Results regarding distinctive accuracy featured a few more twists.‡ With all this talk about positive biases and preferential treatment, it is easy to assume that more attractive people would be viewed with less accuracy. Wouldn’t they just be seen as generically flawless? So lacking in imperfections that all their good qualities were uniformly present? In actuality, the results showed the opposite. Personality assessments for pretty subjects were more accurate (ie, better matched to the self-reported questionnaires) than those for ugly subjects. Why would this happen? The authors note two possible causative factors. One is that the pretty subjects may simply attract more attention from their perceivers. People want to connect with good-looking individuals, so they make more of an effort and in doing so manage to observe more detail. The other possible factor revolved around the person being perceived, the “target”, rather than the perceiver. In order for perceiver to glean information about the target, the target must first put out some sort of cues. The authors suggest that pretty targets, using the superior social skills of someone that spent a lifetime being beautiful, are more likely to make information about themselves available to the perceiver. For support of this idea, we go back to the subjects that were rated as ugly by most participants but as pretty by a few. As mentioned before, these subjects were viewed by their admirers as having more positive traits. However, they were not necessarily viewed with greater distinctive accuracy by these same admirers.§ While they benefited from the halo effect, they lacked the confidence to give their perceivers enough material to form accurate impressions about their personalities. They were too introverted to read.

This may not be the happiest news for mousey wallflower types. However, it’s mildly encouraging to hear that our ability as humans to accurately judge personality doesn’t completely shut down when we encounter physical beauty. Shallow and biased though we are, we can at least tell which of an attractive individual’s copious and remarkable positive traits are their most pronounced. We can differentiate that they are more generous than they are eloquent, for instance. Though, of course, they still possess greater generosity and eloquence (and intelligence and sociability and impressive math skills…) than the ugly person sitting next to them. We’re also not too bad at counting up who has more favorable personality traits when comparing two similarly attractive individuals. The trouble really starts when we are faced with a choice between the ugly but brilliant job candidate and the beautiful but incompetent one. But, as Oscar Wilde wrote, “it is better to be beautiful than to be good,” so even that is a simple enough problem to solve.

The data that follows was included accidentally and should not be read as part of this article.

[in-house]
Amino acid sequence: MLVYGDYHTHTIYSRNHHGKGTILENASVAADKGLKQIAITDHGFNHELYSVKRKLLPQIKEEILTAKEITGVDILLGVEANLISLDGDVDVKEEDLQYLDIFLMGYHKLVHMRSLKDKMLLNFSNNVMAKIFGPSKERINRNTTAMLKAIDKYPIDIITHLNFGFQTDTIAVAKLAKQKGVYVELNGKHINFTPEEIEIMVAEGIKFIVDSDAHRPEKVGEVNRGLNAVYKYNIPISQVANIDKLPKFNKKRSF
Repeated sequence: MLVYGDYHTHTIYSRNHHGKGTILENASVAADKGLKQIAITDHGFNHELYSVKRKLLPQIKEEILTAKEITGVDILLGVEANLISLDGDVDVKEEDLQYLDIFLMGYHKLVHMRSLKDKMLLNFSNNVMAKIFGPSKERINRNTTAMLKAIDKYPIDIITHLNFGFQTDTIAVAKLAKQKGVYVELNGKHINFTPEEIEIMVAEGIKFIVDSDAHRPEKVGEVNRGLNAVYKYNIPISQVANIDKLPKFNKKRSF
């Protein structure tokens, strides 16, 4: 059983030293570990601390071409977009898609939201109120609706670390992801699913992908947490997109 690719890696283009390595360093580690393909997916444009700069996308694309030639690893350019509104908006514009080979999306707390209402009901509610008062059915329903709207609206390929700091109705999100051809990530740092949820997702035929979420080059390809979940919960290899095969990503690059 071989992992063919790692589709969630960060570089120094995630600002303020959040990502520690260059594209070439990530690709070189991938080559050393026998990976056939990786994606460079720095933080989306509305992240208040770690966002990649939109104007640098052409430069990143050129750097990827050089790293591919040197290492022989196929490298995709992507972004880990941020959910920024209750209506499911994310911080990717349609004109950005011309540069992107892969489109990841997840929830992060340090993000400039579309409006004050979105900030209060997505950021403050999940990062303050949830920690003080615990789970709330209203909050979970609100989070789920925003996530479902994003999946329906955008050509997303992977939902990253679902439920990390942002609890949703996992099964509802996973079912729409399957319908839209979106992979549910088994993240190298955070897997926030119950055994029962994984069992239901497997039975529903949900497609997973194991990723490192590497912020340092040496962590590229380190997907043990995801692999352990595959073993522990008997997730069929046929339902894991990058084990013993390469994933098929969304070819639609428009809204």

* This was accomplished via a 21-item questionnaire based on “Big Five” personality traits (openness, conscientiousness, extraversion, agreeableness, and neuroticism…which together make the acronym OCEAN, how cute) along with 3 additional questions about general perceived positive qualities.

† In reality they were rated on a 1-7 scale of attractiveness, and consensual attractiveness (the average of the ratings from the entire group for each subject) was considered along with subjects’ attractiveness ratings by individual perceivers. But we’ll get to that in a minute.

‡ Please recall one more time that distinctive accuracy is the weighing of specific personality traits relative to one another, rather than just an overall thumbs up given to all possible desirable traits.

§ We’re talking about the really ugly people now, the statistically ugly, not just the average Joes and plain Janes. These individuals were 1 standard deviation or more below the average level of attractiveness.